Pigs might be more productively read in this fashion, as an allegorical system bringing to the surface contradictions latent in the seemingly smooth fabric of the Real for which it serves as a fitful transliteration. Considering any of the novel’s eerily oneiric scenes or characters entails diving much deeper than the storybook language would at first lead you to believe. Otis, for example, is an adult who washes ashore on the island after a shipwreck and spends much of the novel missing his young son, regretting his philandering, and trying to help the children of the island in some misdirected and ill-fated attempt at penance. At first it seems like Otis is clearly the literary equivalent of those adults who have seen the error of their ways and want to turn things around for the next generation. But after a series of at times grotesque and at times nearly magical-realist episodes — Otis makes the pigs sing at one point — there is very little that could be called “clear” about his character and what he means in the context of the plot as a whole. Of course, he means a great deal — but this great deal is in a complex dynamic relation with the rest of the nodes that make Pigs, itself, a complex dynamic relation, a “system, ever in flux.”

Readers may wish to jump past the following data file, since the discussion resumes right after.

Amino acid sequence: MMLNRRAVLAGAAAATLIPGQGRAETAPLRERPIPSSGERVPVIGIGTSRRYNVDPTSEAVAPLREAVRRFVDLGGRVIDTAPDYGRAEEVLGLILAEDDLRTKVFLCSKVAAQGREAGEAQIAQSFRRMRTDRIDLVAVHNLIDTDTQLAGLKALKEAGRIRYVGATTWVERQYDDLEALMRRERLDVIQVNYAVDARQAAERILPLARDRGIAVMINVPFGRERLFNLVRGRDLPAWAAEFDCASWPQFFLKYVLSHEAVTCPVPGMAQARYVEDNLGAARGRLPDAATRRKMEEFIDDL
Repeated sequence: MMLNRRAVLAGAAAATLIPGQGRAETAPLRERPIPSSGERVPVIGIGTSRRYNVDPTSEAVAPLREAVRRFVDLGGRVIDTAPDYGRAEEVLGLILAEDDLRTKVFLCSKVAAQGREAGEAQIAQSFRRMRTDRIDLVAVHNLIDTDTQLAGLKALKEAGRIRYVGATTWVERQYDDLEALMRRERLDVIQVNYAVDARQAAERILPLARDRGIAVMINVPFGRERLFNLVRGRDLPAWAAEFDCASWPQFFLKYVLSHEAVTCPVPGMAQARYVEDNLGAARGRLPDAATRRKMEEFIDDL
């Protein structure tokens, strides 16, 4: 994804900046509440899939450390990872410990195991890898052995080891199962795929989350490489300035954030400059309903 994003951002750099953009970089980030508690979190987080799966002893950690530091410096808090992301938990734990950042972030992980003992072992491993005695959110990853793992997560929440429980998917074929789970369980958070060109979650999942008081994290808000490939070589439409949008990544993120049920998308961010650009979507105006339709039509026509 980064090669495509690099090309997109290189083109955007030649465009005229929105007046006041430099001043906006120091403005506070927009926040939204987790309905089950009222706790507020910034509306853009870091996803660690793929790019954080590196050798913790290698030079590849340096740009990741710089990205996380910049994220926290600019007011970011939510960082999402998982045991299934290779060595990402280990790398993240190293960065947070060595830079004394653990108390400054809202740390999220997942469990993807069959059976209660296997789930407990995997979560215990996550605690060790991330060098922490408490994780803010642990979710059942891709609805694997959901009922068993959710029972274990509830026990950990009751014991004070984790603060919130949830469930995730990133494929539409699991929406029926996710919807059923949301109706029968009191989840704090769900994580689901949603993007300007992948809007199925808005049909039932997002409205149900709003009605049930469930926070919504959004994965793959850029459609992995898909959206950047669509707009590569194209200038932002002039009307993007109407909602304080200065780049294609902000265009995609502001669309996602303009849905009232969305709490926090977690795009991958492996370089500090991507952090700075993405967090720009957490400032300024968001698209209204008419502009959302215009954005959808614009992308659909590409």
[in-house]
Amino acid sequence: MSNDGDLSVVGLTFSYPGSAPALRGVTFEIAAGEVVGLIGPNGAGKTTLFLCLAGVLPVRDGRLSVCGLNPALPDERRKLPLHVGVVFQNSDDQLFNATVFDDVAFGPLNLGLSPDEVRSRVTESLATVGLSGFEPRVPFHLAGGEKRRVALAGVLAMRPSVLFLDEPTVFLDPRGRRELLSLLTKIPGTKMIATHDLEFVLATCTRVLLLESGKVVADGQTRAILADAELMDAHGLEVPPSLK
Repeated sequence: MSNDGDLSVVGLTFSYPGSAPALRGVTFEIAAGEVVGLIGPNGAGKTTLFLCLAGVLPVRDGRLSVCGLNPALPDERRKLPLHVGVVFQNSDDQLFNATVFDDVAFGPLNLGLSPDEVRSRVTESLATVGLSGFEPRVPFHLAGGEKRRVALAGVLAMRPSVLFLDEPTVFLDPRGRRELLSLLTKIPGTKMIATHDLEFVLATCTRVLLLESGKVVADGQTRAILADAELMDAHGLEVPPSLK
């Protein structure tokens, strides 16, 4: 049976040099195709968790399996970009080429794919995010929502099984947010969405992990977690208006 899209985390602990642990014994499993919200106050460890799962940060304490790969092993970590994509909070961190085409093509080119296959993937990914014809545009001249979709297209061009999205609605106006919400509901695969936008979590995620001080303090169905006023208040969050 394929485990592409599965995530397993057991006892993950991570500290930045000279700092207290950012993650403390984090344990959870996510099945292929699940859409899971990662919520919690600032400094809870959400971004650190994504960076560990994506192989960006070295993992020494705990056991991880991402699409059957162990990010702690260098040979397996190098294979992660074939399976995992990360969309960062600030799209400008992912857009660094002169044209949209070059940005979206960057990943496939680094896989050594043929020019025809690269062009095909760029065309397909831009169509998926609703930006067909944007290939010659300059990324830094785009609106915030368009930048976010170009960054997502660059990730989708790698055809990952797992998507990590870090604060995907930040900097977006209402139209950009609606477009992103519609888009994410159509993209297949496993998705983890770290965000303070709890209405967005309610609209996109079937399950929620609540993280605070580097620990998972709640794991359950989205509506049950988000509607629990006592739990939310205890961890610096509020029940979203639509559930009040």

The island of Pigs is the locus of multiple abrading – one can almost hear them shifting and grating – layers of meaning. It is at once idyllic and horrific, by turns Teletubbies and Salò. The island unites contrarieties and invites the reader to tease out their constellations, to map the slight modifications and shades of degrees that separate innocence from terror, treasure from trash, and the best of all possible worlds from whatever horror is necessary to keep its gears turning.
Cory Austin Knudson is a graduate student in Comparative Literature and Literary Theory at the University of Pennsylvania. For him this mostly means writing about porn, Nietzsche, and climate change, and trying to prove how intimately related those three really are.